... at least heatless for the house!
Obviously, solar drying is a great way to preserve food without using a stove. I find it works great for greens, herbs, flowers and zucchini slices. It works wonderfully to finish off granola when you've toasted all the ingredients separately in a stir-fry pan. I've done melba toast and pita "crackers" in it too.
Steeping liquors and vinegars requires no heat too. Easy recipe: put the fruit in the jar. Add sugar and vodka for a liquor (layering the sugar with the fruit, then covering with vodka. Add vinegar for a fruit vinegar. I made black raspberry vinegar and a tarragon-based (with a few auxillary herbs) vinegar and I use both in salad dressing.
Last year and this I made a lightly salted green vegetable stock. Either put through a food grinder or food processor: 1 part leek, 1 part celery, 1 part parsley (which can be varied a bit with a little bit of thyme and oregano). Salt just so you can taste the salt and pack in jars. This stores nicely in a cool dark place.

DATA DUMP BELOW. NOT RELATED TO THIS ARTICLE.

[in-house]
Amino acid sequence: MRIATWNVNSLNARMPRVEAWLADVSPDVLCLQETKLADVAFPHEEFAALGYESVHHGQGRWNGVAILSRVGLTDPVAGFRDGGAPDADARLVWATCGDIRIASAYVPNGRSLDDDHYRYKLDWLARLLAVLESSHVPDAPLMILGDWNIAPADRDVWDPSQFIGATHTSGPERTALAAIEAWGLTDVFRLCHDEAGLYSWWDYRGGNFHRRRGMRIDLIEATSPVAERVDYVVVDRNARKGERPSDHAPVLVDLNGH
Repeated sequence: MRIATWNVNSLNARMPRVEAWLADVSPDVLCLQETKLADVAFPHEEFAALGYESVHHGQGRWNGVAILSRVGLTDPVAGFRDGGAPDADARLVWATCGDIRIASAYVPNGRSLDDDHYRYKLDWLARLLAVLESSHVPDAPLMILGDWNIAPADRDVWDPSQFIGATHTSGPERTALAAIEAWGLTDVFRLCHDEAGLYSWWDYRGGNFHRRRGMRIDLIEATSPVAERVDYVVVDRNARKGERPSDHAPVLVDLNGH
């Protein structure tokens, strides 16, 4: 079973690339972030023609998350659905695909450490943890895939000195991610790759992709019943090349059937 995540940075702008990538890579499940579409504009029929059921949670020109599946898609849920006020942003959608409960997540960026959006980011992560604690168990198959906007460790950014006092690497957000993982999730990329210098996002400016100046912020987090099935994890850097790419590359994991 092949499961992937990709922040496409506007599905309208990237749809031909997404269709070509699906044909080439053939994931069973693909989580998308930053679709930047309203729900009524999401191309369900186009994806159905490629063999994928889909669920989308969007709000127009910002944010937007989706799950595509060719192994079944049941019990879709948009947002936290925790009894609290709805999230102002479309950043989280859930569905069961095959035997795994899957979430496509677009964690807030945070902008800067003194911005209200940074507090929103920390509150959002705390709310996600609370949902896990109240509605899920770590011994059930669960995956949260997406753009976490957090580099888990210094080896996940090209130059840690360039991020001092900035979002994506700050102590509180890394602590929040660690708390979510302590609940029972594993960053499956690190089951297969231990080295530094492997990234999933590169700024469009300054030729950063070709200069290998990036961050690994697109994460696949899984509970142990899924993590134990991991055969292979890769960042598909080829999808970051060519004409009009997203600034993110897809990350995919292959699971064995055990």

When the Sunday before my trip way turned into a hot, humid day and I was faced with nine cucumbers, I knew it was time to try lacto-fermentation. I sliced the cucumbers very thin (about 1/8 of inch or less), sprinkled them lightly with salt and layered them in canning jars. They're down in the cellar and I won't know how they'll come out for a few weeks.
I had a basket of ripe peaches as well. I skinned them, sliced them, layered them in jars with some sugar and filled the jars with brandy. Once a week I'll have to shake them to get the sugar dissolved. Over the winter I should have some yummy brandied peaches and a peach brandy liquor.
For next summer, I'm going to be sure I have some gallon jars on hand to use as "crocks" for lacto-fermented beans as well as cucumbers. With a crock you can layer the stuff in as you harvest it. Talk about convenience!